Carolyn suggested that we all Google end of life videos to learn more about these issues. One statement she made that really stuck with me was “just because lots can be done medically for you, should it?” That is for you, the patient, your health care agent and physician to discuss. Not an easy conversation to have with your family or maybe even your doctor. A book she recommended was “Talking about Death Won’t Kill You” by Virginia Morrison. For more information on this contact the Wichita Medical Research and Education Foundation at 316-686-7172 or www.wichitamedicalresearch.org.

Monday, July 14, 2014

Highway Time: A time to grow and learn with your family


by Nora Rhoades, Family and Youth Development Agent

 

Bouncing from one activity to the next finds families on the road traveling to ball games, camp, vacation, and more. Don’t let those highway miles become a bore. Road trips –short or long– can be a great opportunity to get back to the basics of learning while family memories are made.
 

Here’s some gadget-free ideas that will help keep minds learning, loved ones communicating, and time passing with enjoyment.
 

Creative Questions – Come up with unique questions and brainstorm answers. Exploring different responses will help your child use their imagination and think about things from many perspectives. (i.e. What does autumn sound like? What does the letter “R” smell like? What do rocks think about? What shape is happiness? What sound does the color blue make?)
 

Spelling Bee – Bring along a dictionary and challenge each other to spell words correctly. You can mix things up by reading the definition and guessing the word that is being described.
 

Group Storytelling – Create a story together by having one person start by saying a few sentences. The next person continues the story where the first person stopped and so on. Keep it up until the story is fully told and everyone has had a turn.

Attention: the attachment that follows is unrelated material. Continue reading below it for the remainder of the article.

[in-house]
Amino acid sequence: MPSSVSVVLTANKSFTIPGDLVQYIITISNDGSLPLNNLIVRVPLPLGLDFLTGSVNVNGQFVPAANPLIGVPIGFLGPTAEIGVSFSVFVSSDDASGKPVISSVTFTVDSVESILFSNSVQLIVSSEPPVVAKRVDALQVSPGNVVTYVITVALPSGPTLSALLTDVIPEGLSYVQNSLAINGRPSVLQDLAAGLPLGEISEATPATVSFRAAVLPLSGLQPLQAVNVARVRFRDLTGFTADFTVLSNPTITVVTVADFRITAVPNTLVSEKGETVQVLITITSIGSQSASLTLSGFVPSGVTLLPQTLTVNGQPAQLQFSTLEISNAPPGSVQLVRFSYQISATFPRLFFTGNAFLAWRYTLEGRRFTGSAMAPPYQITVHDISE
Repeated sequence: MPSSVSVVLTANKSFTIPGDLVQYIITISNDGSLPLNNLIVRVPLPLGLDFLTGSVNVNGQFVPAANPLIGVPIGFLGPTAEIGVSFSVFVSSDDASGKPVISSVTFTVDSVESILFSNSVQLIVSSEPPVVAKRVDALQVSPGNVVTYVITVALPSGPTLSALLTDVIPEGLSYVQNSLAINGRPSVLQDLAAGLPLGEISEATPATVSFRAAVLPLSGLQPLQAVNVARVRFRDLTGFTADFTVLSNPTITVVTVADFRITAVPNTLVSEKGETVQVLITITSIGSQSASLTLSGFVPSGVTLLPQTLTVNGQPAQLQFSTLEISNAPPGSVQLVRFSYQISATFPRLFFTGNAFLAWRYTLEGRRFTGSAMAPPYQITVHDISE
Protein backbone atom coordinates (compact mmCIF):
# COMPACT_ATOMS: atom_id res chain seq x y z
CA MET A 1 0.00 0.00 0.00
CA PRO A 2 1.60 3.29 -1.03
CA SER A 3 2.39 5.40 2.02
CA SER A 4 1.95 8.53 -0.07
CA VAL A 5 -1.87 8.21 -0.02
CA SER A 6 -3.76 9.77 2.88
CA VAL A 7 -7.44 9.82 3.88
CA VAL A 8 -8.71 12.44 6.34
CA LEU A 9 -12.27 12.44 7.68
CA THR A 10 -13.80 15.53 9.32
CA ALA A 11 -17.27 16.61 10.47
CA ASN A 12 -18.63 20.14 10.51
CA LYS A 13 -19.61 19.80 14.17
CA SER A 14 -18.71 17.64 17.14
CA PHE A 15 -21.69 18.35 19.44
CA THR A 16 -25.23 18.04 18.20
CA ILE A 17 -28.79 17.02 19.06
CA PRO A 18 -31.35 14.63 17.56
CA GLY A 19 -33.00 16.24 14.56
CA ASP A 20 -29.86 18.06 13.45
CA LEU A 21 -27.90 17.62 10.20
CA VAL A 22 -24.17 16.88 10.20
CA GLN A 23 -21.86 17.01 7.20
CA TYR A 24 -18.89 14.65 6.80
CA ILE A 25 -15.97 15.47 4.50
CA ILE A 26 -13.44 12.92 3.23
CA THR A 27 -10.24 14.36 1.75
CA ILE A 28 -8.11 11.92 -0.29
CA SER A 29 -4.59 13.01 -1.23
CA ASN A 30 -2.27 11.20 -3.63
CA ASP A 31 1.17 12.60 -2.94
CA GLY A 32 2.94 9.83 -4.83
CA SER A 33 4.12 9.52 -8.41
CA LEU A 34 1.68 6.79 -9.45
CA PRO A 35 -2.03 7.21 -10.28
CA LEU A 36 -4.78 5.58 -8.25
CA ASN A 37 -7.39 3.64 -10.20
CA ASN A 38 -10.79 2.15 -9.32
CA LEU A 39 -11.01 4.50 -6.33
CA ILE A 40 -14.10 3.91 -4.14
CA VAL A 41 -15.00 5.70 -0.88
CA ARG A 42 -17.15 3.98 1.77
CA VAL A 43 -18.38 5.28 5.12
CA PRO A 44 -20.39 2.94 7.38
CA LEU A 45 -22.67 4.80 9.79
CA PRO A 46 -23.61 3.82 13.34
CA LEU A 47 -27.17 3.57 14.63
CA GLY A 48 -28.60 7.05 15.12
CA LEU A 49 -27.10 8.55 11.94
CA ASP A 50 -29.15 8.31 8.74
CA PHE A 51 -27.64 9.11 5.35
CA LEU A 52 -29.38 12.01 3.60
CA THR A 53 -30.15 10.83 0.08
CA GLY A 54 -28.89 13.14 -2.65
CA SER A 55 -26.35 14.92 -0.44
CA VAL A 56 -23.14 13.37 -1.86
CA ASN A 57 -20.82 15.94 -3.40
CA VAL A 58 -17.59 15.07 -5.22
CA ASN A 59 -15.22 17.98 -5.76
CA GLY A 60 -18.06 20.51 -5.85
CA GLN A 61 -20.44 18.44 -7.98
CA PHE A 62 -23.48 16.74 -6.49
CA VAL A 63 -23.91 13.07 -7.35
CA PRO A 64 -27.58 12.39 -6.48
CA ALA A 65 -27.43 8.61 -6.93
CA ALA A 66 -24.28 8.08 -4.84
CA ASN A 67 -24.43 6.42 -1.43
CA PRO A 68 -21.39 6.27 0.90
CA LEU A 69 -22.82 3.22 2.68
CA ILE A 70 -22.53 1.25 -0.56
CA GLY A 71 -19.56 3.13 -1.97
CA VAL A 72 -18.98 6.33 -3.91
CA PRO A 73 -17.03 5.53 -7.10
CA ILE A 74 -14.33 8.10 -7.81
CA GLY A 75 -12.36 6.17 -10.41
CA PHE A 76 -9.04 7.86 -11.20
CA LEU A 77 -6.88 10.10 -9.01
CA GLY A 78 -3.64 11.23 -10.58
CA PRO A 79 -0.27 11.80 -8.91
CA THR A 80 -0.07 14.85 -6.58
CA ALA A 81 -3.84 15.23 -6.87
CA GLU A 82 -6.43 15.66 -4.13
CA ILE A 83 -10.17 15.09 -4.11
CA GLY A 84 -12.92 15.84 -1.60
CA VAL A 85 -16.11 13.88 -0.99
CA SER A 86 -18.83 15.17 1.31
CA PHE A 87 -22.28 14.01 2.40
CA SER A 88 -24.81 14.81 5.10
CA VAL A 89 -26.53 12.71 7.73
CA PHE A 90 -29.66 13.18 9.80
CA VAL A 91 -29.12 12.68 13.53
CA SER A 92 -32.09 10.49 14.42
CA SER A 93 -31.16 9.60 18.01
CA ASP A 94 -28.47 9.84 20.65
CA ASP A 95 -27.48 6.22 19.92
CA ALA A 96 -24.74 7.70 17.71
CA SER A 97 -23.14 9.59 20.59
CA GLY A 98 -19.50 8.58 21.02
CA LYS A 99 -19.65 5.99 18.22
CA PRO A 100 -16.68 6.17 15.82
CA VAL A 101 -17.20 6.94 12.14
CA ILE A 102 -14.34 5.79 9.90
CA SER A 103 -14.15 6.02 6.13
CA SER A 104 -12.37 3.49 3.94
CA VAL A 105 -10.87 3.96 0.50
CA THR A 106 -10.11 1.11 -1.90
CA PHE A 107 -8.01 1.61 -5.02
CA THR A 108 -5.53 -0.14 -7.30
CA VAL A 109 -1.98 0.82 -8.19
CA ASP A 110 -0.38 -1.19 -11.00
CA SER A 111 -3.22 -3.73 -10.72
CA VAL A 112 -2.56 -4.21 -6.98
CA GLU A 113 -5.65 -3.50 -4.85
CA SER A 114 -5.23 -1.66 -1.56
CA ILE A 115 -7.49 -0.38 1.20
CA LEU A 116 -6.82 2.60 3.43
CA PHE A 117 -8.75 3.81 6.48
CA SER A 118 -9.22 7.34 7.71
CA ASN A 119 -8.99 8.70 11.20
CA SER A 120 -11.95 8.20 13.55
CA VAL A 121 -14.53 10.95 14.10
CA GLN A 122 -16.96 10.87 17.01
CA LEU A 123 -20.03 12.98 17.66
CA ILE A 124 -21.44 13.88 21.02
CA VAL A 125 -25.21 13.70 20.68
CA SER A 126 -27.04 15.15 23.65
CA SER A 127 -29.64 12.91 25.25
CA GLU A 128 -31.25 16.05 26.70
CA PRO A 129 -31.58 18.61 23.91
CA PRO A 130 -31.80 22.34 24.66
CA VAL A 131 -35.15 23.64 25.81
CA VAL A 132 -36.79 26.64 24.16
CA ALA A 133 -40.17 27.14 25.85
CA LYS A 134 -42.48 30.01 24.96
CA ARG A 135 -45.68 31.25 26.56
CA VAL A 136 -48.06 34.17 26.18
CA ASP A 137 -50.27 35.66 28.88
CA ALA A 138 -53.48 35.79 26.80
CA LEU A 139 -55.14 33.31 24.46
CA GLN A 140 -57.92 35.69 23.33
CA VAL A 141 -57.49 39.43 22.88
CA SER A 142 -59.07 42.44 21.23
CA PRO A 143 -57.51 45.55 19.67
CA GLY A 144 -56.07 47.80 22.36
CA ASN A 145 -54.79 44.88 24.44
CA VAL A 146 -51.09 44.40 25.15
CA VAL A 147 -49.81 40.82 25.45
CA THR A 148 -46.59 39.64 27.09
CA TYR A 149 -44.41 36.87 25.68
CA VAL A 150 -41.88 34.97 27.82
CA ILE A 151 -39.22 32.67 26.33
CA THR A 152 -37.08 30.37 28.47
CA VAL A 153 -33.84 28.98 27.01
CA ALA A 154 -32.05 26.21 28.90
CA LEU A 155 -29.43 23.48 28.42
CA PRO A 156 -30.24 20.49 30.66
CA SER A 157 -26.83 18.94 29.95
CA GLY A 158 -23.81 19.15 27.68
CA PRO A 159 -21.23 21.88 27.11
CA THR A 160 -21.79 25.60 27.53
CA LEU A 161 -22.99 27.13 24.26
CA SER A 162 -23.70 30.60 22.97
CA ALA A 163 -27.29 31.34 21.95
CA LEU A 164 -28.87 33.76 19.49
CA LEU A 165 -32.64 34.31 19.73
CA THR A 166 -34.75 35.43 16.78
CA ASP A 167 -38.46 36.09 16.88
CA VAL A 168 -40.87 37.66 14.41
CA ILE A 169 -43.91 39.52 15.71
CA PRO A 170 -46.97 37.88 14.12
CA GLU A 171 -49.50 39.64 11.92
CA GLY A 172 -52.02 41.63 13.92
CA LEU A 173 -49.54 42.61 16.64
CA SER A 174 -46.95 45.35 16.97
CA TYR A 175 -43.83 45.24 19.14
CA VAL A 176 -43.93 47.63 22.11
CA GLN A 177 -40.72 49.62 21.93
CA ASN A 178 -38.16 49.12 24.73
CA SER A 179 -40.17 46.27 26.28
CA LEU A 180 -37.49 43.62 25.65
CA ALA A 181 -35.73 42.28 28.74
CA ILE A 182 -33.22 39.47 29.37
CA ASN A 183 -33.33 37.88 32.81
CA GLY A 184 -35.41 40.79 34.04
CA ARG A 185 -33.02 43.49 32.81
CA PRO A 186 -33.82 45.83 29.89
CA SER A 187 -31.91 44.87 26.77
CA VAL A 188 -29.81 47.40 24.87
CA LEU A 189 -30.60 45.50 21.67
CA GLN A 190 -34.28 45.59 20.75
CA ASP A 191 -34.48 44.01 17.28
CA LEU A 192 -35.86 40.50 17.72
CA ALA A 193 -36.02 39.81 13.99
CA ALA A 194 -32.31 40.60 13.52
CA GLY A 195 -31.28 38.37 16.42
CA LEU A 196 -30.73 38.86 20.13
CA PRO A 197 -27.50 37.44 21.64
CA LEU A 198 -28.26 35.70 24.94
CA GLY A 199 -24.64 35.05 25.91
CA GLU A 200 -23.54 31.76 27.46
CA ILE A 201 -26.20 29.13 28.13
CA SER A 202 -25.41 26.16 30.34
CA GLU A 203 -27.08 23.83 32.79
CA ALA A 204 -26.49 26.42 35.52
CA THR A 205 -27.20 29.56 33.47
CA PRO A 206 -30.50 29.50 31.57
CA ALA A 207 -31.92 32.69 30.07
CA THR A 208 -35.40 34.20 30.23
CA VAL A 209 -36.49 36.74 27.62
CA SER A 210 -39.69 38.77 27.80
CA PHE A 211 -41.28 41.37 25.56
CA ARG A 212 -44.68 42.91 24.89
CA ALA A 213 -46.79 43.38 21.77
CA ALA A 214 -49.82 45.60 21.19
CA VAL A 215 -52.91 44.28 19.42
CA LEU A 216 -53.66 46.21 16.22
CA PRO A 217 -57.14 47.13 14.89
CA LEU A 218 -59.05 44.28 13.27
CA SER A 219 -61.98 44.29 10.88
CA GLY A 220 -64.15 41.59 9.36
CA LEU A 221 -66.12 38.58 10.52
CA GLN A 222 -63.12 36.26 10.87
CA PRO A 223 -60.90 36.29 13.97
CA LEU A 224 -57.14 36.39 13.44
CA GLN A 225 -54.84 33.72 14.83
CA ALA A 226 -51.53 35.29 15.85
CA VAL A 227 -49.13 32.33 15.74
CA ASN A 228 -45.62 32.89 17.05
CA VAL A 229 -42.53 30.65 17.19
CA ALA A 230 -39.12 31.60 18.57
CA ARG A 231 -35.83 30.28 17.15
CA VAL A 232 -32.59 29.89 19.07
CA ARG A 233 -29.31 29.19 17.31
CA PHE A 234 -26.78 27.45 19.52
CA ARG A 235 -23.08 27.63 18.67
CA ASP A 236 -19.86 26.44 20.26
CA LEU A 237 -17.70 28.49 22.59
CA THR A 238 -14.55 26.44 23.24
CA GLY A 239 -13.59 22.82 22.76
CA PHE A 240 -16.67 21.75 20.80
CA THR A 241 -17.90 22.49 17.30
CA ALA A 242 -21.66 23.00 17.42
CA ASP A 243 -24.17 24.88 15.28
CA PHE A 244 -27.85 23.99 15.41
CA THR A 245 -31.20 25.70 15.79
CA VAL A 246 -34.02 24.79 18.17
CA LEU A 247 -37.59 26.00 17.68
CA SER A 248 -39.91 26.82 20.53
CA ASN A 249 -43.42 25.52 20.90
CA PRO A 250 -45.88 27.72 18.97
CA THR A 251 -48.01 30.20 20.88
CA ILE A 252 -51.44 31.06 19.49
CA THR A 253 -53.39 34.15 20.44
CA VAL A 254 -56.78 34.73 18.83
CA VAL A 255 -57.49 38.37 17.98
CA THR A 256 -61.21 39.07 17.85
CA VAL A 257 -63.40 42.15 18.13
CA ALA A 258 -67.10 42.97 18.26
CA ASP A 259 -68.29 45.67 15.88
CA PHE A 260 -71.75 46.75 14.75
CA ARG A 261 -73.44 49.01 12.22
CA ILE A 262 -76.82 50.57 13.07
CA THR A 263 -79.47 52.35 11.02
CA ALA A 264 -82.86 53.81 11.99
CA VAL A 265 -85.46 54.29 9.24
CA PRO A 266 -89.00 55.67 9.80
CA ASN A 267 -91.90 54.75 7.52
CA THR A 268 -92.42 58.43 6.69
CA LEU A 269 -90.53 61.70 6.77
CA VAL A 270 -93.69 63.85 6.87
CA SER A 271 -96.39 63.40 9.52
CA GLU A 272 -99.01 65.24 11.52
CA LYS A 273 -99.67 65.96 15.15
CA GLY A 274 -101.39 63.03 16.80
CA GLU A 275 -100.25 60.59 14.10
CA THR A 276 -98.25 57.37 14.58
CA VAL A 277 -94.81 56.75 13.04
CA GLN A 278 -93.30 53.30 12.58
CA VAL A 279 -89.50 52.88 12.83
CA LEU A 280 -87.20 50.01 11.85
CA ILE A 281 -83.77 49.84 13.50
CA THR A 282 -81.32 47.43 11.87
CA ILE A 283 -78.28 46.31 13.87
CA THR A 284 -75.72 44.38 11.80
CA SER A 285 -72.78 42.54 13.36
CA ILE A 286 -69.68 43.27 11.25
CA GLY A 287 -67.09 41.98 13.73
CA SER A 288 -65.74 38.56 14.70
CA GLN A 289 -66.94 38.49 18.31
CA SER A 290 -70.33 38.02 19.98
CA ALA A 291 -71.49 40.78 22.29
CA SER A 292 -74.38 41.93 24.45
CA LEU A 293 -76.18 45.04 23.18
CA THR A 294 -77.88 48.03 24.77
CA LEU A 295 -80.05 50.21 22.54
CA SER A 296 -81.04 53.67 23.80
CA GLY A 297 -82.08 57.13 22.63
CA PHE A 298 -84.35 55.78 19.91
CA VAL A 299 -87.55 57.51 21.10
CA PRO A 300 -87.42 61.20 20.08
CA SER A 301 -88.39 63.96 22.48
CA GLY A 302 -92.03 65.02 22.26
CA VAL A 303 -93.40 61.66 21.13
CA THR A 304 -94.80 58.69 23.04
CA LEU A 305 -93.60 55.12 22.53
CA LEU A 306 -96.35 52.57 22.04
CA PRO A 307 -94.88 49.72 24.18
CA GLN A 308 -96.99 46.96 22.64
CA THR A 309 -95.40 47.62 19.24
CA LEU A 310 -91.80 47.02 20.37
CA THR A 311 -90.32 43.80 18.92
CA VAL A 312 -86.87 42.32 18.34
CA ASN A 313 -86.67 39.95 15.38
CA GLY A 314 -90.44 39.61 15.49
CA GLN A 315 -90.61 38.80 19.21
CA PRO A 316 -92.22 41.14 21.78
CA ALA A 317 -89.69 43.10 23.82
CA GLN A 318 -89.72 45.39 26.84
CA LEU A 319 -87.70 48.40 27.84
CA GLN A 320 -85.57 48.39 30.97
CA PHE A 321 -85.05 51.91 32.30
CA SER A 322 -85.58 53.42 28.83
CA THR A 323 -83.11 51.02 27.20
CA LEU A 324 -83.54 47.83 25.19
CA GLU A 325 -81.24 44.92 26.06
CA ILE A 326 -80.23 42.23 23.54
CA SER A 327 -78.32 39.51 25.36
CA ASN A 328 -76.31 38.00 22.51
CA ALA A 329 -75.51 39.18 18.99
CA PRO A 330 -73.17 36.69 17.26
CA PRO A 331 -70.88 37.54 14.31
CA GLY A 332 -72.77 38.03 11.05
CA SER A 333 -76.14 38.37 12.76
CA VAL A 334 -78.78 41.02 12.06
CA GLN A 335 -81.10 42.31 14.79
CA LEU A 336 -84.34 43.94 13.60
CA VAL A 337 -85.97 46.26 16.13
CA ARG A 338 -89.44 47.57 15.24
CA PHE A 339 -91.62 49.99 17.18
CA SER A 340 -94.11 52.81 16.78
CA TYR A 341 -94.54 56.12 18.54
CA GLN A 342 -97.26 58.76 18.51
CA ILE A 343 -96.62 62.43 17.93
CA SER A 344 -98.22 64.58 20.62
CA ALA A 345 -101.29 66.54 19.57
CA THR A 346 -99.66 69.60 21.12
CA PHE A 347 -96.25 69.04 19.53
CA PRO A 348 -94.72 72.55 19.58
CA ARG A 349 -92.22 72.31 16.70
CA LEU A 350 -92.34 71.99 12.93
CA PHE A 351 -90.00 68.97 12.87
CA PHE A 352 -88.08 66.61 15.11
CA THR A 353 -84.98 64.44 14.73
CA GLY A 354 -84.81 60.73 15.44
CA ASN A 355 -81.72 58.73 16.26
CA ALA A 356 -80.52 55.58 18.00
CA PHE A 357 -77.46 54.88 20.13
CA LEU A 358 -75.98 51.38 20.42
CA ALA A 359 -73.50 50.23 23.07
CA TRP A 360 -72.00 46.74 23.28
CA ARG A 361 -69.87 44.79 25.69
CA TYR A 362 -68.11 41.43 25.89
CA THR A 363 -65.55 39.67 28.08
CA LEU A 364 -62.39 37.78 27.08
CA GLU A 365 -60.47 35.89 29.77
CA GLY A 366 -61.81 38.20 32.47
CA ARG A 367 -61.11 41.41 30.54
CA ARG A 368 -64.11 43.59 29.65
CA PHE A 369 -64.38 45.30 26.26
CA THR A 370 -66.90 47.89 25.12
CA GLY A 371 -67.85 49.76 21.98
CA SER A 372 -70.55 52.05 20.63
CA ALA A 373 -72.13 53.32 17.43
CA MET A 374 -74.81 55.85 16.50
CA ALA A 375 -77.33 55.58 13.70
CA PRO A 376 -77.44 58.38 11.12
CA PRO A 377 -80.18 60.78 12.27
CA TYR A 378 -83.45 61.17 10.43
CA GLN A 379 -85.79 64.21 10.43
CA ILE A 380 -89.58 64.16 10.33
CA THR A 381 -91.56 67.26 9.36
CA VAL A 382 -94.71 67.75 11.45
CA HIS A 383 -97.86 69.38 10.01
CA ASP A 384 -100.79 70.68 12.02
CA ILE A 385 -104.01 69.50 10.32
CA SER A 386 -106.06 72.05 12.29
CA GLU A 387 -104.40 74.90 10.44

Good Times – Select a topic and have each person describe their favorite moment (i.e. vacation, experience at school, holiday memory). Describe the best part or sight. What did it smell, feel, sound, taste, and look like?
 

Who is it? – Everyone writes something about themselves on a piece of paper that they think no one else knows. Put the papers into a hat. Pull and read the papers one at a time. Try to guess who the paper is about. Younger kids can have an adult help them write down their ideas.
 

Treasure Bottle – Before going on your trip, fill a recycled bottle or jar with uncooked rice or birdseed until it is 2/3 full. Add 20 or more small objects (i.e. safety pin, paper clip, bolt, penny, bead, lego, button). Make a list of the items and challenge passengers to find all of the objects without opening the container.
 

The ABC Game – Search for letters on signs (road markers, restaurants, etc…) that are outside the vehicle. The letter can be anywhere on the sign, but you have to find letters in alphabetical order.

Five Finger Facts – Take turns sharing five facts about things you like about yourself. (i.e. something you do well physically, something you like about the way you look, something you like about your personality, things you like to eat, things you like to do, etc...) Use your fingers to keep track of how many have been shared.
 

The Name Game – Choose a category (example: “animals”). Start with saying an animal (“snake”). The next person has to share an animal that starts with the last letter of the previous one (“elephant”). Try not to repeat any animals and see how long you can play without getting stumped! Other fun categories are: names, states, countries, fruit, etc…  

Counting Categories – Choose a category (i.e. type of vehicle, windmills, cemeteries) that your family will watch for outside the vehicle. Split into teams or play as individuals while you keep score of who can find the most along the way. A variation of this activity is to set a goal of finding 100. You can each choose a separate category (i.e. different color cars) and see who can find 100 the fastest.  

Twenty Questions – Take turns thinking of an object (i.e. cat, tree, swimming pool). Other players will take turns asking questions that will only be answered with a ‘yes’ or ‘no’. The goal is to ask questions that will help narrow down ideas until a guess can be made. If they can guess correctly in 20 questions or less, the players win!  

Survival Island – Create a scenario that leaves your group stranded on a deserted island. You only have five items to help everyone survive until the rescuers arrive. Discuss and decide what five items you would like to have. Remember, the whole group has to agree!
 

Paper Plate Weaving – Make cuts in a paper plate from the outside edge toward the center. Cut strips of yarn or ribbon. Tape one end to the back of the plate. Weave the strip over and under the cut sections of the plate. Can you make a shape or design?

Monday, July 7, 2014

IDK:Wheat Head Armyworm